The following gallery is devoted entirely to Duchamp’s humorous drawings from 1907–1909. In 1906, having completed his military service, Duchamp moved to Rue Caulaincourt 65, on Montmartre. On the ground of the building is the café Chez Manière, famous because Inspector Maigret once had a sausage there. And during Duchamp’s time on Montmartre, Chez Manière was the gathering hot spot of Paris’s humorous artists.
In this period, before the advent of cinema, humour magazines were an important part of entertainment culture. A cartoonist could make good money, and some of the Parisian ones became so legendary that the young Pablo Picasso, back in Spain, started to imitate their signatures. At the time, the notion of making a living as an avant-garde artist selling one’s work was – as it usually is – rather utopian, and it wasn’t unusual that artists, such as the Cubists, made extra money selling cartoons. These include François Kupka, Juan Gris, Jacques Villon – Duchamp’s older brother (whose pseudonym, Pfeffer notes, was perhaps the inspiration for Duchamp’s use of alter egos) – and Louis Marcoussis, who even made cartoons ridiculing Cubism.
Duchamp’s humorous drawings aren’t conventional caricatures. The style is an elegant Realism, establishing a scene. The joke is always in the text. The German art historian Kornelia von Berswordt-Wallrabe has argued that it was through the work with his humorous drawings that Duchamp came to realise how a title can change the meaning of a work of art.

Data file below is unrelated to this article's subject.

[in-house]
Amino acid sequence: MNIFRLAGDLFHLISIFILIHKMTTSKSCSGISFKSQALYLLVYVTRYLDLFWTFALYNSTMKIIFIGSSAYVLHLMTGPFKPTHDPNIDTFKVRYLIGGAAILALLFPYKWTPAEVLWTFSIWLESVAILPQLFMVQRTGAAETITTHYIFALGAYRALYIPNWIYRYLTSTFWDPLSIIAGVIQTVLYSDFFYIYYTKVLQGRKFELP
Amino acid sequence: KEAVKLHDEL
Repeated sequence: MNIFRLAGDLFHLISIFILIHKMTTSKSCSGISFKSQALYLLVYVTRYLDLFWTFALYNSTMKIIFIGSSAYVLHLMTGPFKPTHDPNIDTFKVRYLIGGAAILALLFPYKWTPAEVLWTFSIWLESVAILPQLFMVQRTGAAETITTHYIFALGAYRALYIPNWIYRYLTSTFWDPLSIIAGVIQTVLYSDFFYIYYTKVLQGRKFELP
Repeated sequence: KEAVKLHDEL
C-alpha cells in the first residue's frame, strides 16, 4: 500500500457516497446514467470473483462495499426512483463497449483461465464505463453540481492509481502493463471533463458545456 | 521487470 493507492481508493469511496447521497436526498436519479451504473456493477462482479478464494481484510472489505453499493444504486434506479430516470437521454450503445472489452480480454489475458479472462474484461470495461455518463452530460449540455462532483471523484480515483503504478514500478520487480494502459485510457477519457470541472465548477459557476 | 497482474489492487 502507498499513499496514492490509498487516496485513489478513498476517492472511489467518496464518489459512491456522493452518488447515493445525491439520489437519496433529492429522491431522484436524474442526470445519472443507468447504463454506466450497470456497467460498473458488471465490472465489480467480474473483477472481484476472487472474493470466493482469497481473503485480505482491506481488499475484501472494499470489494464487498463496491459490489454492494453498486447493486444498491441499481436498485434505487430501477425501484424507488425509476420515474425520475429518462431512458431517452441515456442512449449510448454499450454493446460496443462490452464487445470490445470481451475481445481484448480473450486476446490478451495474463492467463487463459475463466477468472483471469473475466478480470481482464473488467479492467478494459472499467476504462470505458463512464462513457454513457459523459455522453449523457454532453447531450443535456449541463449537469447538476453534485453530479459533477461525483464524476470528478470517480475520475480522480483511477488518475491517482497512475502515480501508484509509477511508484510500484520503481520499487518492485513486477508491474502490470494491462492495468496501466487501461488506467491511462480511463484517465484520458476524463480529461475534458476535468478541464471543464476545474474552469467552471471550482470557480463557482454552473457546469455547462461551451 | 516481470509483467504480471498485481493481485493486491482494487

One of the drawings is titled Grève des P.T.T. (Post and Telegraph Strike, 1909). It shows an elegant young man dressed in a tuxedo, wearing a top hat, sitting on a bar stool. A young woman, obviously acquainted with the young man, enters the bar. But she’s surprised to see him there. The caption reads: “So you didn’t receive my telegram?”
Another drawing shows a man and a woman on the top floor of an omnibus. The omnibus has come to a stop. Both the woman and the man gaze at something on the street, where a group of people are looking at the same thing. But we, the viewers of the drawing, can’t see what it is. But that the hidden scene is something interesting is revealed by the title – L’accident (The Accident, 1909). In other words: the joke is on us.
Next to the humorous drawings is a gallery with Duchamp in a Screen Test (1966) by Andy Warhol (who owned one of Duchamp’s fountains). A photo shows the circumstances of the shoot: a swanky art opening with guests in tuxedos and evening gowns sipping white wine from large glasses. Andy is behind the camera; Duchamp is sitting in front of a wall, lit by two bright lights. The guests study him, and one of them raises a camera to take his picture.